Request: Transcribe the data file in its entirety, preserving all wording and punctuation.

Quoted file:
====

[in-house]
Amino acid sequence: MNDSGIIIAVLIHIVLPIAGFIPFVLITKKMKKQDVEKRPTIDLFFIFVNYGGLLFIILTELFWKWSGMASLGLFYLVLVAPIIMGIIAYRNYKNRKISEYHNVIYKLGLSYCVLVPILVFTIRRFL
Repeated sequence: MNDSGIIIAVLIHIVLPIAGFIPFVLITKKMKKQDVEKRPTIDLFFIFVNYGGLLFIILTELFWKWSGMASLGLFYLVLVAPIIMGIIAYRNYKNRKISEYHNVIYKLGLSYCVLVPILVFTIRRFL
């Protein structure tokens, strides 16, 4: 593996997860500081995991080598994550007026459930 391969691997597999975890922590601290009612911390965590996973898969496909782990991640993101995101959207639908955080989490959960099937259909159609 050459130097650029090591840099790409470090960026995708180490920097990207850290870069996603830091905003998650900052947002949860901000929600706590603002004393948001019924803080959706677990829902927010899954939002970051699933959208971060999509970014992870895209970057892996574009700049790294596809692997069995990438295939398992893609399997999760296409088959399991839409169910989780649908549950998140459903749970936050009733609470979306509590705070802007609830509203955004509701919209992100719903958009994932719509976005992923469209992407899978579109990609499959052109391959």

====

[in-house]
Amino acid sequence: MNDSGIIIAVLIHIVLPIAGFIPFVLITKKMKKQDVEKRPTIDLFFIFVNYGGLLFIILTELFWKWSGMASLGLFYLVLVAPIIMGIIAYRNYKNRKISEYHNVIYKLGLSYCVLVPILVFTIRRFL
Repeated sequence: MNDSGIIIAVLIHIVLPIAGFIPFVLITKKMKKQDVEKRPTIDLFFIFVNYGGLLFIILTELFWKWSGMASLGLFYLVLVAPIIMGIIAYRNYKNRKISEYHNVIYKLGLSYCVLVPILVFTIRRFL
């Protein structure tokens, strides 16, 4: 593996997860500081995991080598994550007026459930 391969691997597999975890922590601290009612911390965590996973898969496909782990991640993101995101959207639908955080989490959960099937259909159609 050459130097650029090591840099790409470090960026995708180490920097990207850290870069996603830091905003998650900052947002949860901000929600706590603002004393948001019924803080959706677990829902927010899954939002970051699933959208971060999509970014992870895209970057892996574009700049790294596809692997069995990438295939398992893609399997999760296409088959399991839409169910989780649908549950998140459903749970936050009733609470979306509590705070802007609830509203955004509701919209992100719903958009994932719509976005992923469209992407899978579109990609499959052109391959």